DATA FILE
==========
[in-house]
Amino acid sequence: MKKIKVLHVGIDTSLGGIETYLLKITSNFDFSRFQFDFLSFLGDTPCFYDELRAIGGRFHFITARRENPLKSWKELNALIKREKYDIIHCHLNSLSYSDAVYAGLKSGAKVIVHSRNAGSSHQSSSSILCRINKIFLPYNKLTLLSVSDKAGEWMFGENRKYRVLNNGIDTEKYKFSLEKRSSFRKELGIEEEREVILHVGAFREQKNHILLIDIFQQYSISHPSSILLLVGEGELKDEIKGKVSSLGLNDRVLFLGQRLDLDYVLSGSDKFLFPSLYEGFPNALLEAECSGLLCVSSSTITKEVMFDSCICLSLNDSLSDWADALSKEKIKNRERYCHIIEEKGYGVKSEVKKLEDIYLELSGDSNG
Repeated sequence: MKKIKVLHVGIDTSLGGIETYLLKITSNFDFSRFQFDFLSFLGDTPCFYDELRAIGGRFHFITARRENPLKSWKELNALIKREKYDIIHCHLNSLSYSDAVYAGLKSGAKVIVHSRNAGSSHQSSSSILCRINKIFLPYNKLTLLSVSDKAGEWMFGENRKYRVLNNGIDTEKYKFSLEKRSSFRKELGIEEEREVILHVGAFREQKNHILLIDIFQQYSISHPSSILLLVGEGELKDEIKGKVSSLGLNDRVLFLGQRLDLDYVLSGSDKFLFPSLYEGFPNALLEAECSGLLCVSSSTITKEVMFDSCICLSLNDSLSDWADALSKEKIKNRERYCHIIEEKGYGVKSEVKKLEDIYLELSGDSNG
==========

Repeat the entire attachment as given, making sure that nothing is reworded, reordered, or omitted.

[in-house]
Amino acid sequence: MKKIKVLHVGIDTSLGGIETYLLKITSNFDFSRFQFDFLSFLGDTPCFYDELRAIGGRFHFITARRENPLKSWKELNALIKREKYDIIHCHLNSLSYSDAVYAGLKSGAKVIVHSRNAGSSHQSSSSILCRINKIFLPYNKLTLLSVSDKAGEWMFGENRKYRVLNNGIDTEKYKFSLEKRSSFRKELGIEEEREVILHVGAFREQKNHILLIDIFQQYSISHPSSILLLVGEGELKDEIKGKVSSLGLNDRVLFLGQRLDLDYVLSGSDKFLFPSLYEGFPNALLEAECSGLLCVSSSTITKEVMFDSCICLSLNDSLSDWADALSKEKIKNRERYCHIIEEKGYGVKSEVKKLEDIYLELSGDSNG
Repeated sequence: MKKIKVLHVGIDTSLGGIETYLLKITSNFDFSRFQFDFLSFLGDTPCFYDELRAIGGRFHFITARRENPLKSWKELNALIKREKYDIIHCHLNSLSYSDAVYAGLKSGAKVIVHSRNAGSSHQSSSSILCRINKIFLPYNKLTLLSVSDKAGEWMFGENRKYRVLNNGIDTEKYKFSLEKRSSFRKELGIEEEREVILHVGAFREQKNHILLIDIFQQYSISHPSSILLLVGEGELKDEIKGKVSSLGLNDRVLFLGQRLDLDYVLSGSDKFLFPSLYEGFPNALLEAECSGLLCVSSSTITKEVMFDSCICLSLNDSLSDWADALSKEKIKNRERYCHIIEEKGYGVKSEVKKLEDIYLELSGDSNG